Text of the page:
McCalmont said she has become friends with the school office personnel because she is often asking them if any new students have arrived at the school, over and over. She said at least once a year there is a new student who arrives just before the show. McCalmont takes the time to give the student a special art lesson and makes sure they have a piece of art displayed in the show.
Finally, McCalmont and between six to eight volunteers place all the art pieces on walls and display boards placed in hallways for the school’s art show. The process must be well-organized and the placement of the art must be visually appealing. The volunteers hang the entire show in two days, she said.
McCalmont became involved in the school’s Art Corps program when her son, Bailey, was in kindergarten. At Miramar Ranch Elementary, Art Corps is funded by the Family Faculty Association.
Parents are encouraged to volunteer for the program. Every volunteer must attend workshops throughout the year to learn how to teach each specific art lesson. The workshops are led by art instructors who explain background on sample famous artworks that exemplify each lesson that will be taught, whether it be shape, lines, value, color, texture or composition, McCalmont explained. The instructor goes over the finer points of what to do for the class warmup, and what materials to use. They lead the parent volunteers through a step-by-step process about how to present the lesson. Then the parents do the lesson in the Art Corps workshop so they will know how to do it when they present it in their child’s classroom.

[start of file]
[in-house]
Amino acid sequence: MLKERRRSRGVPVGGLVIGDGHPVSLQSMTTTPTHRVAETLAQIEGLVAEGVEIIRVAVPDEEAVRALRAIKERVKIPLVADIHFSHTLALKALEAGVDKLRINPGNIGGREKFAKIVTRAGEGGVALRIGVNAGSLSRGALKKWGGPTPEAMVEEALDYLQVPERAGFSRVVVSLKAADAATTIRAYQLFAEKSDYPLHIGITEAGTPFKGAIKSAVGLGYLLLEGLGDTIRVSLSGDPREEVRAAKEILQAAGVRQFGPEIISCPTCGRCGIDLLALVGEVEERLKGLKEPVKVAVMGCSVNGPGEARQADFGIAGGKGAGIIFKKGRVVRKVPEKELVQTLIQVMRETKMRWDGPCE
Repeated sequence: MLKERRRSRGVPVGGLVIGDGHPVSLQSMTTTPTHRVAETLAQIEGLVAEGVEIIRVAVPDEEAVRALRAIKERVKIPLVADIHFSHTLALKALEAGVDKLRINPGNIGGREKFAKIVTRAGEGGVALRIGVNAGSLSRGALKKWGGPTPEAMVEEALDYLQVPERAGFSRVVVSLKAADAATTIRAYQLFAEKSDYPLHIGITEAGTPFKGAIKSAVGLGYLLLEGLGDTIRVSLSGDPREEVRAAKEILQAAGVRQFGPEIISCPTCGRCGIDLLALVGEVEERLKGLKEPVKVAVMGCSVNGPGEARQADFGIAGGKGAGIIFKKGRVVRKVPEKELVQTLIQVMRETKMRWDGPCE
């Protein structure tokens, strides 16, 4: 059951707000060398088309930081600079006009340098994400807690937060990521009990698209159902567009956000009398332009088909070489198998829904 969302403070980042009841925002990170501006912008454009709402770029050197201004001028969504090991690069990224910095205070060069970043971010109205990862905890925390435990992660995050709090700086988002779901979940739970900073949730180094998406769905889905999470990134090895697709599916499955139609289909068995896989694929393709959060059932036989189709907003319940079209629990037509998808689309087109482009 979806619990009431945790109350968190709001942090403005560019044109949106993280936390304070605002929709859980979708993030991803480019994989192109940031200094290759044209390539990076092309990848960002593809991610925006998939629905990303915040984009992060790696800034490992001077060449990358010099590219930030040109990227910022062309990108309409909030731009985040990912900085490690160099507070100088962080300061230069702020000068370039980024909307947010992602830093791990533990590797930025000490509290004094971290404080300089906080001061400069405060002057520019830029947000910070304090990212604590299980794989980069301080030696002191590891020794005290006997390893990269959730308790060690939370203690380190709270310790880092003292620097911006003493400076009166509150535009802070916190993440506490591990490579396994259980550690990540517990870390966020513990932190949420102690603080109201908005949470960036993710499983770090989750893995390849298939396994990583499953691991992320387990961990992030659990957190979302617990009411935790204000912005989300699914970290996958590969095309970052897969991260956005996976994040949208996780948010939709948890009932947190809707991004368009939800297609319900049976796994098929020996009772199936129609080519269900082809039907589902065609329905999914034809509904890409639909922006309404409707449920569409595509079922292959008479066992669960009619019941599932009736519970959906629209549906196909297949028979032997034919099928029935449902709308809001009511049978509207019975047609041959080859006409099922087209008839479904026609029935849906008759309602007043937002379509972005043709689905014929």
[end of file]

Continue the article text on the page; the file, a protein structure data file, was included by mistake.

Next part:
If no volunteers step up for a particular classroom, generous parents from other classrooms often come in to volunteer to lead a lesson for that classroom, even though their own children are not in that class.
“It’s a big undertaking, but there are a lot of dedicated volunteers who value art in education. The nice thing about Art Corps is that for each and every lesson for every single grade, they have gone through and looked at the California state standards and say which standard is being met by each lesson.”
Now, McCalmont is considering an opportunity to teach the Art Corps workshops in other schools in the future.
McCalmont said she was helping with the Miramar Ranch Elementary Art Corps program when she learned that two women who had been coordinating the school’s annual Art Show would no longer be available because their children were leaving the school to attend middle school.
McCalmont’s youngest child, Rachel, was promoted from Miramar Ranch Elementary and will attend Marshall Middle School in the fall, and McCalmont hopes to continue being a parent volunteer at the middle school.
“It’s more difficult to volunteer at the middle school, but last year I was a coach for one of the events for Science Olympiad and I intend to continue that in the fall,” she said. “I met with the students competing in that event every week from October through January, with a competition in February. “
Altogether, McCalmont has been involved with her children at Miramar Ranch Elementary School for seven years.
“It’s hard to believe I’ve spent seven years there, but it’s been a good seven years,” she said. “I’m looking forward to the new challenges that middle school brings.”
Scripps Ranch News hopes to feature more articles about the area’s volunteers. If you know of a local volunteer deserving of recognition, please contact us: email@example.com.